When you're out of the Edit mode on the Lists or Tags view, you'll notice that the button that was for adding a new list will turn back into a button to add a new task. Tap on it will take you to the Add Task screen.
In the Add Task view, at first you'll see a fairly simple screen. A space is provided for you to enter in the task name, and some notes if necessary. But there's a lot more that can be done, and these details will be viewable by tapping on that arrow at the bottom.
The arrow will expand the view, and you will see options for adding tags, start and due dates, as well as selecting which list or project to add the task to (the default is Inbox). You will also notice the beautiful little "bookmark" at the top left of the new task. This allows you to color code the priority of the item.
You may be wondering "Color-coding priorities? What ever does that mean?" The Hit List for iPhone allows you to prioritize your tasks from one to nine. Each tier has a different color to represent the urgency of the task at hand. The colors used are orange-red, yellow, gray (neutral), light blue, and lime green. If you have no priority, simply check off None.
When you save new tasks, they will appear in whichever list or project you placed them in. If you view a list, tapping on a task will let you view the details of that task, including notes.
A task can also have a sub-task assigned to it. To do this, simply view a task, and then hit the bottom right corner. This will bring up the same Add Task screen you've seen before, but this will be called a Sub-Task. If you made a mistake, the the sub-task can be moved to another list as a regular task.
A neat thing with The Hit List is that you can swipe left and right to navigate between individual tasks, and pull the screen down to view what list the item belongs in and when it was added. This is pretty nifty, but I'm not sure about the practicality of it.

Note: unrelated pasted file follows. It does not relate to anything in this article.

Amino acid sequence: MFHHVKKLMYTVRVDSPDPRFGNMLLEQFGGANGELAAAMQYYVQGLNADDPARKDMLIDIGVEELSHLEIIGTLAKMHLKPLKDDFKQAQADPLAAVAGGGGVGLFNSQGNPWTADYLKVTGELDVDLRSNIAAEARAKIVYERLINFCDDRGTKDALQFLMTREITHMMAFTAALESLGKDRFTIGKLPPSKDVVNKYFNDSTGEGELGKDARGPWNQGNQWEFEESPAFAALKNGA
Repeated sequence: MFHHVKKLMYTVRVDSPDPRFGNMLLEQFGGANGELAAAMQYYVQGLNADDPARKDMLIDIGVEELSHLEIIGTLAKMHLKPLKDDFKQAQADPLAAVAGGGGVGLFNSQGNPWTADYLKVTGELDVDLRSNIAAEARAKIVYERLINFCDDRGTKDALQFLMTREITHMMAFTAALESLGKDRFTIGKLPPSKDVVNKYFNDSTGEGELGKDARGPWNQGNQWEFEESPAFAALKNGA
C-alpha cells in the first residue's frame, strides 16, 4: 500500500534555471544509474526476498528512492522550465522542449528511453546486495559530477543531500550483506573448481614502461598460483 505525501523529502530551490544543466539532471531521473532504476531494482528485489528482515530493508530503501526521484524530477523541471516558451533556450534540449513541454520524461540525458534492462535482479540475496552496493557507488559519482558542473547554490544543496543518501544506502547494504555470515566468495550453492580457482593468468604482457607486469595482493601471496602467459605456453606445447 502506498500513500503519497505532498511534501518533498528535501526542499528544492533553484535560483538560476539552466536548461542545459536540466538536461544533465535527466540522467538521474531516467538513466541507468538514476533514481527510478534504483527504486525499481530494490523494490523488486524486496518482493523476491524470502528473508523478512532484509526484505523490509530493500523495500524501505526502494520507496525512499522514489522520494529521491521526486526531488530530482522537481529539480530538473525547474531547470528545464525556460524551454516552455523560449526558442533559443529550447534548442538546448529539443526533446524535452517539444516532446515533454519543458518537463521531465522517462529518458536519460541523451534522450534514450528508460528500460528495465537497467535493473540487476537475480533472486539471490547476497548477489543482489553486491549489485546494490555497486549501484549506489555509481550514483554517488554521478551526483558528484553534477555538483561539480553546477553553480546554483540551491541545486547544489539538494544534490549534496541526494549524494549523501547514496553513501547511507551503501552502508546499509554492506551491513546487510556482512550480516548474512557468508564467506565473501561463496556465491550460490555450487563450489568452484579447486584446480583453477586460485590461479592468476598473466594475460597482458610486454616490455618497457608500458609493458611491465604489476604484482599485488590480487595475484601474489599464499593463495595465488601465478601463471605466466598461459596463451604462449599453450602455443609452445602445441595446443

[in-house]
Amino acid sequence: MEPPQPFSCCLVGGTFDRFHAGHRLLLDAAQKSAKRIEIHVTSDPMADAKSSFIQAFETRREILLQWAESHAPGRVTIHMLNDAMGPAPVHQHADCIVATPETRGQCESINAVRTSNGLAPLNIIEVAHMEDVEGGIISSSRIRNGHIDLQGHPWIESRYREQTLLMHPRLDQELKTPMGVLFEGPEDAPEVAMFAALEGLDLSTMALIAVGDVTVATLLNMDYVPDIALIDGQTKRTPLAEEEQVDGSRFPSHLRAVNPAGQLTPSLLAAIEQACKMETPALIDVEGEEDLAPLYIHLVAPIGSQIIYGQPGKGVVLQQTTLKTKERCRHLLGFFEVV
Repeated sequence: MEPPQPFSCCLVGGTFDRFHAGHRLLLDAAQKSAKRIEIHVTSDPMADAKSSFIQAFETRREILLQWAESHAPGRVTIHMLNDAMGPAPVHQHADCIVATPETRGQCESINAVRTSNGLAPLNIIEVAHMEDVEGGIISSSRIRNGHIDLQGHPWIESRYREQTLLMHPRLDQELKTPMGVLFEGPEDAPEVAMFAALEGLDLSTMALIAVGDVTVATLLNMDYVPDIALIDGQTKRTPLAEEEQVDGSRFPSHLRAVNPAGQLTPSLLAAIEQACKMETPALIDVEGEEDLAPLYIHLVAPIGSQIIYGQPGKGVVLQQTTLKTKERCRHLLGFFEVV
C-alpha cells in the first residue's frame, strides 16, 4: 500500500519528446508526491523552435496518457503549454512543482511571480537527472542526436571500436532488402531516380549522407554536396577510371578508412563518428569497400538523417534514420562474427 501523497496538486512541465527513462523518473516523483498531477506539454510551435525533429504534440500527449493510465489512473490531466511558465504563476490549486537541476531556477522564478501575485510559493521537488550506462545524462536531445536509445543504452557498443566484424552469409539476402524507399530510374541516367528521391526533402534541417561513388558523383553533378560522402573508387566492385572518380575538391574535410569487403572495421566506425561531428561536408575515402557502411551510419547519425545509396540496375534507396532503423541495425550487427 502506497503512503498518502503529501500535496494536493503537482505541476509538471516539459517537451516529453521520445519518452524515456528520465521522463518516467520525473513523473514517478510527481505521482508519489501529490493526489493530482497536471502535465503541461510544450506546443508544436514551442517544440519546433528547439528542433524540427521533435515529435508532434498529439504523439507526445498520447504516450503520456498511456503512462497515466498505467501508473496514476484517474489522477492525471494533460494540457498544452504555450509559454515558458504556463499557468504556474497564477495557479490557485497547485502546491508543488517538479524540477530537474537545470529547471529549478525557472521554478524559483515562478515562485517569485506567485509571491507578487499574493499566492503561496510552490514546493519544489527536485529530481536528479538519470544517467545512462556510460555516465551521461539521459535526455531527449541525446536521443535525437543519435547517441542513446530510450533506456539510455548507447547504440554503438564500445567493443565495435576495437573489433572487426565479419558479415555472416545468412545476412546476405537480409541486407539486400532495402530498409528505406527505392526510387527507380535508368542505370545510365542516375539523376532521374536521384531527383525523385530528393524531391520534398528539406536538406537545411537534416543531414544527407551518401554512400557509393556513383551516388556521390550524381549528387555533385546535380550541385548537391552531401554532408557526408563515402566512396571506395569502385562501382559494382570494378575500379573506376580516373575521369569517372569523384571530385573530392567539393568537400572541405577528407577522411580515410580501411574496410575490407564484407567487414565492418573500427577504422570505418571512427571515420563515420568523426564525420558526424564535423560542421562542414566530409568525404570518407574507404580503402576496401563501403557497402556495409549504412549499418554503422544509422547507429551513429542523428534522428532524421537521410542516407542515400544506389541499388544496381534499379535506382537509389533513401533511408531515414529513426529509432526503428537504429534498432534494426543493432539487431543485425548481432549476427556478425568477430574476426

To mark a task as done, simply tap that box. The box can be unchecked by tapping it again. If a task that is marked off as complete is part of a sub-task, then a "-" will be in the box to show that there is progress being made. Tapping the box to mark it as complete will mark all sub-tasks complete.
Going back to the main Lists or Tags view, there is a search bar at the top. This allows you to search through your tasks in real-time, and you can search by Title, Notes, Tags, or All.
If you're a landscape orientation fan, you will be pleased to know that this app fully supports landscape (just not in Settings).
The last part of The Hit List is the Settings. There isn't a lot here though, just options to toggle sound effects and what shows up on the icon badge. You can have the icon badge show None, Today, or Today and Inbox. If you have problems with the app, there are direct links to contact the developers for support, bug reports, and general feedback.
If you have managed to get too deep within various levels of tasks, you can easily go back to the home screen from anywhere by swiping the navigation bar title to the right.
What about a bookmarklet for quickly adding tasks to The Hit List on both the Mac and iPhone app? You can find that here.
While I'm overall pleased with The Hit List for iPhone and feel that it was definitely worth the wait, I would like to see some things added.
For me, due times are just as important as due dates. OmniFocus provides this functionality very well, and it's missing in The Hit List. Once this is implemented, I can really ditch OmniFocus.
The biggest thing that is missing though, is notifications. In this 1.0 version, there are no settings for local or push notifications. This is a must for a GTD app. Also, the badge icon won't update by itself--you will have to open the app for it to sync and update the badge.
Despite these, I'm very pleased with The Hit List for iPhone. It's beautiful, fast, and has the best OTA sync I've seen in a GTD app, though it's not free.
I will continue to use this alongside OmniFocus, and see which one I will end up sticking with after my three month trial of the syncing service. It was well worth the wait, and it at least blows Things out of the water.